I moved interstate with my then boyfriend. It started to fall apart. I distinctly remember days of calling my parents and friends in tears; hitting the gym to avoid home and dealing with my feelings; an incredibly kind colleague and friend who brought to work an extra sandwich to make sure I was eating, checking in and hanging out (I never did thank you enough). Around then it happened. The conflict between feeling strong in your decisions and yet so utterly broken. The surge of nausea; of anxiety and grief. The mental battle between logic; what I KNOW and the intense desire to control something. ANY THING. I purge.

It was not a regular occurrence but something that remained in the background for a while. It never made me feel any better; in fact it confused me, broke my heart and made me question what I knew about myself. At some point I made the decision to tell a couple of people around me. I needed to have people to be accountable to because I knew I was teetering on the edge of an incredibly slippery slope.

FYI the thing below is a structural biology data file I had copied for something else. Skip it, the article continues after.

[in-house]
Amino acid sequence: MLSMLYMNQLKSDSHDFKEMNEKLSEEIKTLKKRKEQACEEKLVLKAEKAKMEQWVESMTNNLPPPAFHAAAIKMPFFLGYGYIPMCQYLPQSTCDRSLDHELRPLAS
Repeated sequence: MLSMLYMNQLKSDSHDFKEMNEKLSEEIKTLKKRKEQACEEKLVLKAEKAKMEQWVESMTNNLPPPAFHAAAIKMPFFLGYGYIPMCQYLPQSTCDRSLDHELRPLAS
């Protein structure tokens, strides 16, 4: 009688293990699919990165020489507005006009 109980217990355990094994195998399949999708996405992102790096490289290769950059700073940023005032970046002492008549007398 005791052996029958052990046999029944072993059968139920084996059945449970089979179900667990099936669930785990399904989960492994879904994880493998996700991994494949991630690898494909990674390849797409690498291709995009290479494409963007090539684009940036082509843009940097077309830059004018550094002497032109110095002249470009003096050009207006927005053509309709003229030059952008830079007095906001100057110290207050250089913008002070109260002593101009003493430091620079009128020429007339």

I had moved back to Darwin, maintaining my health kick of gym-ing, healthy food and growing a very large pile of health magazines. People complimented me while my ‘control’ mechanism, however irregular, had turned my thoughts about food into ones of guilt and control; my measure of success and achievement was whether I could fit in more incidental exercise. Tracking websites were king. Mum had cottoned on that there might be some thing going on, but deny, deny, deny. I didn’t want people to worry. I was very self-aware of losing interest and enjoyment from things I had before; I was exceptionally scared of failure (something I embrace now).